michael f vincent   Link to this

"scuttle" remember coal scuttle,
"esculle " bowl.. also scuttle along
OH! this anglosaxon language with svp and other euphanisms. In this page, A thief or rat would also use this means of coming a board whithout being piped.

Alan Bedford   Link to this

Thanks to Bruce for finding the list of "Great Ships" and please note that the list is from... Pepys Miscellanies. Sam has contributed to the Web!

And the use of the the name Swiftsure by the Royal Navy has continued. The most recent examples are a cruiser (WW II) and the current Swiftsure, a nuclear submarine.

Pauline   Link to this

Sharp eye, Alan!
This linking to one of Sam's "establishments" is very cool!

I hope all of this gets posted to Background Info/places/travel/ships/Swiftsure

Glyn   Link to this

Biography of Sir Harry Wright

So far there isn't one - although he has appeared in the Diary at least seven times (Feb 1, 4, 28; March 10, 14, 23, 27): can anyone provide one?

We have also bumped into a Lady Wright on five occasions, and we know her to be the aunt of Mistress Jem. If she is Sir Harry's wife, then that makes him a relation of Lord Montagu but is that correct?

Just to clarify the titles of the English aristocracy ... MARY has already set out the titles for male aristocrats in her annotation for 22 March. Lords outrank Knights, so Lord Montagu is of higher status than Sir Henry Wright. However, the wives of either would both be given the same title: Lady.

So Lady Wright could be married to Sir Henry rather than to some Lord. I think that's correct.

Hhomeboy   Link to this

Warning: lengthy post contains spoiler!!! re: Charles II and Monck's first official exchanges... reply to KVK post above.

In the past, Monck had received royal communiqués via Hyde and thru Grenville but declined to accept or acknowledge them.

According to Monck's late Victorian biographer, Charles Harding Frith, Monck, having spent the previous six months gaining first the confidence of Parliament and subsequently mastering it to the point that the writs were issued which would result in the election of a combined royalist and moderate Presbyterian majority...on March 19, 1659/60 Monck (who unlike Lambert had demurred when supreme power was offered him) finally acknowledged a letter from the King:

"...Through Morice he arranged an interview with Sir John Grenville
(19 March), and at last received from his hands the letter the
king had sent him in the previous summer. "My heart," he told
Grenville, "was ever faithful to the king, but I was never able
to do him service till the present time." He refused to give
Grenville a letter for the king, but made him commit his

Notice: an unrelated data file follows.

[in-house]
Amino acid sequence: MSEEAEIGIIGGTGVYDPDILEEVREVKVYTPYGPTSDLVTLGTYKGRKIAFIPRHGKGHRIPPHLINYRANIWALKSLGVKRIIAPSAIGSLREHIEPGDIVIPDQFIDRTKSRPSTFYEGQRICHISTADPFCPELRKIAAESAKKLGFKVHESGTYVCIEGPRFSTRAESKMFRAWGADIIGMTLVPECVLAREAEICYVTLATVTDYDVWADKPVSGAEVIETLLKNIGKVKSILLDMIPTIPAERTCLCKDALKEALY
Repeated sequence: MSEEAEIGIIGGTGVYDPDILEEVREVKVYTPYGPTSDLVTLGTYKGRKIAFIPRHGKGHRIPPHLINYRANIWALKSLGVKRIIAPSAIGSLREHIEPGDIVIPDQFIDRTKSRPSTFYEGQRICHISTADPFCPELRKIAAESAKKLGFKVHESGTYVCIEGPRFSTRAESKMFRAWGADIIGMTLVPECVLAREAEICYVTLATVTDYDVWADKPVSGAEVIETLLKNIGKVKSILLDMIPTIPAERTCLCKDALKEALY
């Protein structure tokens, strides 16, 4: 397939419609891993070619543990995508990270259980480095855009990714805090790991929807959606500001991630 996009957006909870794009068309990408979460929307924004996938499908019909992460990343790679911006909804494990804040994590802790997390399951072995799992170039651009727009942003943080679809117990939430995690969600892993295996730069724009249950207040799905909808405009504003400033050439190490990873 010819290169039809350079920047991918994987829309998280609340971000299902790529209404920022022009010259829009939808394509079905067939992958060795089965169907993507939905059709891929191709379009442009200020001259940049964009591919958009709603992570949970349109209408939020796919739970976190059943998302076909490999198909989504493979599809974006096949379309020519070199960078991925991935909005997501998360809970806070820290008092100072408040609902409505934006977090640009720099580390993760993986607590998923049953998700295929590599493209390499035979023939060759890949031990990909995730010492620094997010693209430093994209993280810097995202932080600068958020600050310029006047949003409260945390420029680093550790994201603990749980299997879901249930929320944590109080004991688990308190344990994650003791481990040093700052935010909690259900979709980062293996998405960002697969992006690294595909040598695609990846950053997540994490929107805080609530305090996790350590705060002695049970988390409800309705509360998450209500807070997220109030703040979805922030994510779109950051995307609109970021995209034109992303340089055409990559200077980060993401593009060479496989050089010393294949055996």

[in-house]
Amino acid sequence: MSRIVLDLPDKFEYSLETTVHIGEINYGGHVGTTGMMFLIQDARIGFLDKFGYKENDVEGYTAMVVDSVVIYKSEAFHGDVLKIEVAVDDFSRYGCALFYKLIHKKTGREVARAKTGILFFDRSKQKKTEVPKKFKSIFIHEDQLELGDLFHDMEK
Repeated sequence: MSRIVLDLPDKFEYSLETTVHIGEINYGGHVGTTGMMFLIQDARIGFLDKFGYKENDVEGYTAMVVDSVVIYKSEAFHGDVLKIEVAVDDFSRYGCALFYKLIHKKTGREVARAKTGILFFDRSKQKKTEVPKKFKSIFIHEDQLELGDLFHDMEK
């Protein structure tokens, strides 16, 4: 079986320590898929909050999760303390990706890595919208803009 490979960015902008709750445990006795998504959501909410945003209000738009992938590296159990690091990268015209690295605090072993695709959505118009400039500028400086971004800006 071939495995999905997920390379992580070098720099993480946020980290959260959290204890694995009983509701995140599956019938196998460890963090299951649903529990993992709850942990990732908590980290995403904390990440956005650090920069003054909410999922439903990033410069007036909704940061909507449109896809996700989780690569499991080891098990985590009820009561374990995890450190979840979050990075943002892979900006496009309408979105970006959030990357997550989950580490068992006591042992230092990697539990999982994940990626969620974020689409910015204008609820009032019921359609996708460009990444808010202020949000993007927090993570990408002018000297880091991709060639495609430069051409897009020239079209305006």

instructions to memory, and despatched him at once to Brussels."

The tip-off to Monck's true intentions had occurred when Monck had acquiesced in the preceding months to Montagu's co-appointment with him as General at Sea--as well as when Monck used his dominant influence on the council vis à vis restoring--albeit temporarily as things turned out--talented Commonwealth era public servants such as Thurlow to positions of influence and power--after which Monck again concentrated on the specific modalities of a transition whereby various competing interests would be finely balanced--which, in turn, caused the parliamentary presbyterian faction leaders and their royalist allies to actively mistrust Monck's motives.

They were envious of Monck''s unnassailable de facto status as protector of the realm and of parliament and afraid his influence with the King might block various patronage plans on their part as well as mitigate against the landed aristocracy's intent to recover much of its properties and prerogatives, especially in the countryside (viz Montagu's unsuccesful attempts to control the elections at Huntingdon).

******WARNING: SPOiLER*******
Would that Charles had listened to more of Monck's sage political, secular and administrative advice and moderate religious prescriptions re: England and Ireland (more of his counsel re: Sctland was adhered to initially) in the weeks following his return from exile and during the early months following the restoration and coronation.

Retearivs   Link to this

Scuttlebutt

A butt was a barrel of a certain size. As has been reported above, “scuttle” refers to a hole. The expression “scuttlebutt” for ship’s gossip is believed by many to have had it’s origin in the open container aboard ship which held drinking water for seamen. That container was a scuttled butt; that is to say a butt with either part of the top stove in or a neat hole made in it by the cooper (it was a scuttled butt) to allow dipping out mugs of water. Naturally, the group which formed around this scuttled butt exchanged gossip which is supposed to have been retailed elsewhere in the ship as scuttlebutt.